Jeep Hard Top Vent

I bought a Jeep Hardtop a few years ago and it did not have vents, just the holes. While my year of Jeep (2006) has a built in vent in the rear door, I decided to fill them in when I got it. Well, that was a mistake. The air pressure when shutting the doors was so great that the doors wouldn't shut at times without the windows rolled down a bit. My solution was to either buy a set - which I found to be very expensive - or make a set. I decided to make a set.

Teacher Notes

Teachers! Did you use this instructable in your classroom?
Add a Teacher Note to share how you incorporated it into your lesson.

Step 1: Step 1: Draw Up the Vent - or Download It.

Since I am not a drafting wiz, I like Tinkercad for my designs. Quick and easy. While it wasn't the exact length I wanted, I opted to keep one piece instead of creating two or three and plastic welding them together. So my design was limited to the size of the 3D printer. I used some basic measurements from the original opening, but kept it smaller in width to keep it looking nicer.

Step 2: Step 2: Print the Vent

I printed the vent in orange only since that was what was in the printer at the time. I was going to respray the hardtop in the future, so I decided to paint it when it was on the Jeep.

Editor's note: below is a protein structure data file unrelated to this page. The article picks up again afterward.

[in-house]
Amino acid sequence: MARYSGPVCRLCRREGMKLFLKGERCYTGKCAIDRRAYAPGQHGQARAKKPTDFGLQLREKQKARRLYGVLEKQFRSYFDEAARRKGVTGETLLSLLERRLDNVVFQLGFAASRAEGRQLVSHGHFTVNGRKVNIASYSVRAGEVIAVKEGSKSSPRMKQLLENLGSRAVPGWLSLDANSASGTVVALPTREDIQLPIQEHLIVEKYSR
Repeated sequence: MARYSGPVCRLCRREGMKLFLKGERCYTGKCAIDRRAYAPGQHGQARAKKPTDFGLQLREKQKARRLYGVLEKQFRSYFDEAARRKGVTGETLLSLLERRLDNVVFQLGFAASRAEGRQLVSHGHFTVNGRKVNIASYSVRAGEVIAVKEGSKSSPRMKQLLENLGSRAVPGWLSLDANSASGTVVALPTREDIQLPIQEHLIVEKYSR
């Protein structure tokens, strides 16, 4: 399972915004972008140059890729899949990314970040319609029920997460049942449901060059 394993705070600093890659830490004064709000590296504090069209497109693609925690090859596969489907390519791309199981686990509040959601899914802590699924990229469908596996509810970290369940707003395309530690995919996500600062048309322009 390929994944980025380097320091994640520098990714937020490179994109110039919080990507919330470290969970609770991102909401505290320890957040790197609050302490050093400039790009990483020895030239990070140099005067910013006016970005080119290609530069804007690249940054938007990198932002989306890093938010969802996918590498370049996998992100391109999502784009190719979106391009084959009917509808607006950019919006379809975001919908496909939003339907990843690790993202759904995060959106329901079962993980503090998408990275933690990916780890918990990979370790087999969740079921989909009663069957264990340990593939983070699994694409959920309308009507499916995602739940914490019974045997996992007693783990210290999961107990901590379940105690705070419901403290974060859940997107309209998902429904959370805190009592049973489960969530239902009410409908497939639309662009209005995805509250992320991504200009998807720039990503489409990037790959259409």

Step 3: Step 3: Outline the Vent

I placed the vent against the hardtop and scribed a line around it.

Step 4: Step 4: Cut Out the Opening

I used my Dremel with an aggressive bit since I had to go through Bondo and metal mesh that I had used to fill up the hole originally. I cleaned it up and made sure it fit properly.

Step 5: Step 5: Bond Into Place

I needed something that would take the heat and the stress of potential movement from the back window. It needed to be paintable. So I opted for some sub-floor glue which has worked well for me in the past on projects like this. Before I put it in there, I opted to put some window screen behind it to keep any little bugs out - well at least bigger bugs.

Step 6: Step 6: Paint It

I used flat black because that is what I had used on my hardtop previously. I would spray it, let it dry, and repeat.

Step 7: Step 7: of Course the Other Side

While the vents are much smaller than the stock ones, the air output is enough where my doors are now shutting without having to roll down the window. Since I put the vents at a slant, I haven't seen any rain coming through the lower opening inside.

Final thoughts: I might, on a next revision, use some rubber from an old inner tube and create a baffle to keep the cold outside air out and only allow thi inside air to escape.

Be the First to Share

    Recommendations

    • Furniture Contest

      Furniture Contest
    • Reuse Contest

      Reuse Contest
    • Hot Glue Speed Challenge

      Hot Glue Speed Challenge

    2 Discussions

    0
    None
    svecer

    8 months ago

    Great instructable, solves a real problem. Thanks

    0
    None
    seamster

    8 months ago

    Very cool, and a perfect use for a 3D printer. It's always great to see clever diy solutions like this!